Located at the intersection between Massachusetts, Connecticut and New Hampshire avenues is one of the most famous traffic circles in Washington, D.C.: Dupont Circle. The grassy park in the center of the roundabout is adorned with a stunning fountain that honors the area’s namesake, Samuel Francis Dupont, an admiral in the Mexican-American War and a naval officer for the Union during the American Civil War.

Dupont Circle and the area surrounding it serves as a microcosm for Washington, D.C. It is an area with impressive historical depth, complemented with many changes over the years, and is now a cultivated and trendy location for both residents and tourists. What makes Dupont different from other areas in the city, though, is its juxtaposition of sophisticated cultural centers with more casual hotspots.

There is no better illustration of this contrast at work than the art community. For example, The Phillips Collection, the first modern art museum in the country, provides people with a cosmopolitan taste of the arts. The building houses pieces from some of the most famous painters in the last few centuries. From Henri Matisse and Pierre-Auguste Renoir, to Vincent Van Gogh and Willem de Kooning, the variety and notoriety of the modern art on display is unparalleled.

With regard to viewing experiences, the Collection offers many different options for visitors to choose from. There is the Rothko Room, which serves as a meditation space, where guests sit with walls covered in Mark Rothko’s signature abstract blocks of color. Additionally, there is the family gallery, which offers different activities for children. Visitors can also pay to have private tours of parts of the gallery that are not available for free.

In contrast to The Phillips Collection, Dupont Underground is a staple of Dupont that is located underneath the circle. Accessed by walking down the stairs under a red Dupont Underground sign at the intersection of 19th St. and Dupont Circle, the space is used for music shows, art exhibitions and interactive theater performances.

Georgetown students should be sure to visit the World Press Photo Exhibition, which showcases selected visual journalism of the past year. Another current exhibition, “Sounds from the Underground,” gives local singers and musicians the opportunity to showcase their talents.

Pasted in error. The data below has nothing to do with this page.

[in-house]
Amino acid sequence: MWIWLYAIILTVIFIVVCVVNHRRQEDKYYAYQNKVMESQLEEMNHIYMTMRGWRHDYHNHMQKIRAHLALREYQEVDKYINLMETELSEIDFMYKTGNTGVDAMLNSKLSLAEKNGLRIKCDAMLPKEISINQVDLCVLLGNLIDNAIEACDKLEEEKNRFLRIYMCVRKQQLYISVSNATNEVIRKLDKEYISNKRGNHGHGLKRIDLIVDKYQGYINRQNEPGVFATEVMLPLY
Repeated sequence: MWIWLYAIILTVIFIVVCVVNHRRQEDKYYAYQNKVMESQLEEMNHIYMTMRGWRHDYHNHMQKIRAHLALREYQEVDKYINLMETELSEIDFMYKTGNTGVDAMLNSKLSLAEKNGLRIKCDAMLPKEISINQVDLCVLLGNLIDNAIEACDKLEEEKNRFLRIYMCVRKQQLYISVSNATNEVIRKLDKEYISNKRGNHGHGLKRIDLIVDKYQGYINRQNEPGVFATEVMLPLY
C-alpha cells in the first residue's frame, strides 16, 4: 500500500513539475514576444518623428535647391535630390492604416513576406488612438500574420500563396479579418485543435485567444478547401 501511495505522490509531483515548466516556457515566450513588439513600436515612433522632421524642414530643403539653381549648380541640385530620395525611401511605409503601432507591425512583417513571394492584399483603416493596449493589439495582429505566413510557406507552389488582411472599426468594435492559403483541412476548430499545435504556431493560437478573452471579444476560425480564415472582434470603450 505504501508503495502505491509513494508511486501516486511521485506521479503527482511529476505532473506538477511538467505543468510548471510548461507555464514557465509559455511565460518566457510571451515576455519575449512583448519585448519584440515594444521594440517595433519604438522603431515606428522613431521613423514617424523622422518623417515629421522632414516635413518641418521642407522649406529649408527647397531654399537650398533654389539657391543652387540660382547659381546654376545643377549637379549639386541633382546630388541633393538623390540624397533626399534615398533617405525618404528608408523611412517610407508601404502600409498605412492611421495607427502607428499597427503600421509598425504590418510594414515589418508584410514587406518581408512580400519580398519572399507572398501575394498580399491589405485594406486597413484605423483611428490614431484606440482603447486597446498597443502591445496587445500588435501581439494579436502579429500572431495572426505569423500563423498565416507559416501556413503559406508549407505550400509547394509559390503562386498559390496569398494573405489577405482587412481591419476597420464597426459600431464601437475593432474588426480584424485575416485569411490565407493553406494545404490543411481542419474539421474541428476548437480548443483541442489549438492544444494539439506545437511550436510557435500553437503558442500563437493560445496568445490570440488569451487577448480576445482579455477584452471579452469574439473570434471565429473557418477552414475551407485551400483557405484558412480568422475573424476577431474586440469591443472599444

In addition to the underground scene, independent bookstores are other great places to visit in Dupont. Kramerbooks & Afterwords Café, located on Connecticut Avenue, is a combined  bookstore and coffeeshop with a well-curated collection of books, with a particularly large section devoted to current affairs and politics. The bookstore is cozy, with wooden floors and several small rooms that are usually crowded with browsing customers.

The cafe is at the back of the store and remains open until 1 a.m. People sit at the small tables with coffee and pastries and books, journals and laptops. Afterwords Cafe is the kind of place that is impossible to get bored in: One could easily spend a couple of hours browsing through the extensive literary catalogue and nibbling fish tacos at the cafe.

Another Dupont Circle gem, Second-Story Books, is only a five-minute walk away from Kramerbooks & Afterwords, with a selection of literature just as awe-inspiring. Second-Story Books has a less-harried atmosphere than the bustling Kramerbooks & Afterwords. Cell phone conversations are forbidden in the store, and the atmosphere is calm and peaceful. Second-Story is the perfect place to browse through second-hand books uninterrupted, and it is also very easy to lose yourself amongst the neat stacks lining the deceptively large store.

Second-Story Books is also home to cool graphics, DVDs and CDs, as well as collector’s items such as the first American and first edition in English of “Les Misérables,” available for purchase for $4,000. The store is celebrating its 40th anniversary this year and has been named one of the best bookstores in the Washington metropolitan area by Washingtonian Magazine.

When visitors are tired of book browsing, they can gaze at the impressive architecture of Embassy Row, a stretch of Massachusetts Avenue extending northwest from the circle. When strolling through Dupont, Hoyas can find many embassies representing countries from all corners of the globe.

Some notable locations are the Indonesian Embassy, which features a 16-foot statue of the Indonesian goddess of knowledge and wisdom Dewi Saraswati, and the Finnish Embassy, which is the first environmentally friendly embassy in the United States. The unique aspect of these offices is that many of the buildings in the area were not initially designed for consular services. Most of the Dupont embassies are located in historic residences, which provide a more old-school feel than many newer, modernist embassies.

For those looking for the perfect junction between tradition and modernity, Dupont Circle is the place to be — located just a 10-minute car ride away, there is no excuse for Hoyas not to enjoy a stroll around the area. Dupont has a plethora of opportunities for classy activities, whether visitors prefer books and a snack, underground music performances and art galleries or the architectural grandness of the Embassy Row.

Students can reach Dupont Circle by a 30-minute walk, taking the Georgetown University Transportation Shuttle or taking the metro to the Dupont Circle station.

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